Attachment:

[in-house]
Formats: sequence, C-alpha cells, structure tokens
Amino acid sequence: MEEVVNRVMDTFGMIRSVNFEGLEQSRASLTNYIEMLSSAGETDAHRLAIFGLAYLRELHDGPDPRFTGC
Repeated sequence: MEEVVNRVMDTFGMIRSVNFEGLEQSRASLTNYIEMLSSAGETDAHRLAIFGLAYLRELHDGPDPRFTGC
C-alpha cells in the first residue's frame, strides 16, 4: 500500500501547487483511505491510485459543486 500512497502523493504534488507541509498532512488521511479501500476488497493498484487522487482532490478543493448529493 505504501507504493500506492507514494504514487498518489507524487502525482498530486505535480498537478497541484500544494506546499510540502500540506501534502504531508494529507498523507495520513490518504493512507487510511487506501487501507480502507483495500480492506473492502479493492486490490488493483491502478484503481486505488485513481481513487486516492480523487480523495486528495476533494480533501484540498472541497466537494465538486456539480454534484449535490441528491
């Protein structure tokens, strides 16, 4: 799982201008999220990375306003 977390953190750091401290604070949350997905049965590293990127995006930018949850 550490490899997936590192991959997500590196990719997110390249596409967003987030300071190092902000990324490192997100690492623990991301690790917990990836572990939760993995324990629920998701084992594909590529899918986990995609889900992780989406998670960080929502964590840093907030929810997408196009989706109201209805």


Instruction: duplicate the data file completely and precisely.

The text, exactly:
[in-house]
Formats: sequence, C-alpha cells, structure tokens
Amino acid sequence: MEEVVNRVMDTFGMIRSVNFEGLEQSRASLTNYIEMLSSAGETDAHRLAIFGLAYLRELHDGPDPRFTGC
Repeated sequence: MEEVVNRVMDTFGMIRSVNFEGLEQSRASLTNYIEMLSSAGETDAHRLAIFGLAYLRELHDGPDPRFTGC
C-alpha cells in the first residue's frame, strides 16, 4: 500500500501547487483511505491510485459543486 500512497502523493504534488507541509498532512488521511479501500476488497493498484487522487482532490478543493448529493 505504501507504493500506492507514494504514487498518489507524487502525482498530486505535480498537478497541484500544494506546499510540502500540506501534502504531508494529507498523507495520513490518504493512507487510511487506501487501507480502507483495500480492506473492502479493492486490490488493483491502478484503481486505488485513481481513487486516492480523487480523495486528495476533494480533501484540498472541497466537494465538486456539480454534484449535490441528491
């Protein structure tokens, strides 16, 4: 799982201008999220990375306003 977390953190750091401290604070949350997905049965590293990127995006930018949850 550490490899997936590192991959997500590196990719997110390249596409967003987030300071190092902000990324490192997100690492623990991301690790917990990836572990939760993995324990629920998701084992594909590529899918986990995609889900992780989406998670960080929502964590840093907030929810997408196009989706109201209805």